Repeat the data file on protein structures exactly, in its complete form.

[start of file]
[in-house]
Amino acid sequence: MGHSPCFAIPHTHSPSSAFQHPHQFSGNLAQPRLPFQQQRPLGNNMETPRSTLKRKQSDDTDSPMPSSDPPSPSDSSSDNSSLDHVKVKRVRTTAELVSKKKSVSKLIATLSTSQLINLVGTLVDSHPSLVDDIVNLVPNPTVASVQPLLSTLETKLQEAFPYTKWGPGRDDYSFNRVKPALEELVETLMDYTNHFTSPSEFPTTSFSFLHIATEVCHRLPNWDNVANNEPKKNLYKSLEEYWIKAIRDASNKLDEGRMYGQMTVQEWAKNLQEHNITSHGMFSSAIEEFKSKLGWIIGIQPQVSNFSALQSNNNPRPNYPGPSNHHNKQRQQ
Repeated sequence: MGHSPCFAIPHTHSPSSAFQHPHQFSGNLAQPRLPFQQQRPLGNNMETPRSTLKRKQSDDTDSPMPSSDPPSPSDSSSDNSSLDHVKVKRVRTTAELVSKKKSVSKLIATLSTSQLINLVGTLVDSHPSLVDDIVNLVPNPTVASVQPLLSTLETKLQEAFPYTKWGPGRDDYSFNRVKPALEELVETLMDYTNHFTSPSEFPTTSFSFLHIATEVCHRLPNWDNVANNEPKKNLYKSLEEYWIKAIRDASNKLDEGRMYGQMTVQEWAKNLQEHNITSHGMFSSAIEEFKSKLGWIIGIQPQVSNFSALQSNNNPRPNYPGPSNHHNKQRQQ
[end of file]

[in-house]
Amino acid sequence: MGHSPCFAIPHTHSPSSAFQHPHQFSGNLAQPRLPFQQQRPLGNNMETPRSTLKRKQSDDTDSPMPSSDPPSPSDSSSDNSSLDHVKVKRVRTTAELVSKKKSVSKLIATLSTSQLINLVGTLVDSHPSLVDDIVNLVPNPTVASVQPLLSTLETKLQEAFPYTKWGPGRDDYSFNRVKPALEELVETLMDYTNHFTSPSEFPTTSFSFLHIATEVCHRLPNWDNVANNEPKKNLYKSLEEYWIKAIRDASNKLDEGRMYGQMTVQEWAKNLQEHNITSHGMFSSAIEEFKSKLGWIIGIQPQVSNFSALQSNNNPRPNYPGPSNHHNKQRQQ
Repeated sequence: MGHSPCFAIPHTHSPSSAFQHPHQFSGNLAQPRLPFQQQRPLGNNMETPRSTLKRKQSDDTDSPMPSSDPPSPSDSSSDNSSLDHVKVKRVRTTAELVSKKKSVSKLIATLSTSQLINLVGTLVDSHPSLVDDIVNLVPNPTVASVQPLLSTLETKLQEAFPYTKWGPGRDDYSFNRVKPALEELVETLMDYTNHFTSPSEFPTTSFSFLHIATEVCHRLPNWDNVANNEPKKNLYKSLEEYWIKAIRDASNKLDEGRMYGQMTVQEWAKNLQEHNITSHGMFSSAIEEFKSKLGWIIGIQPQVSNFSALQSNNNPRPNYPGPSNHHNKQRQQ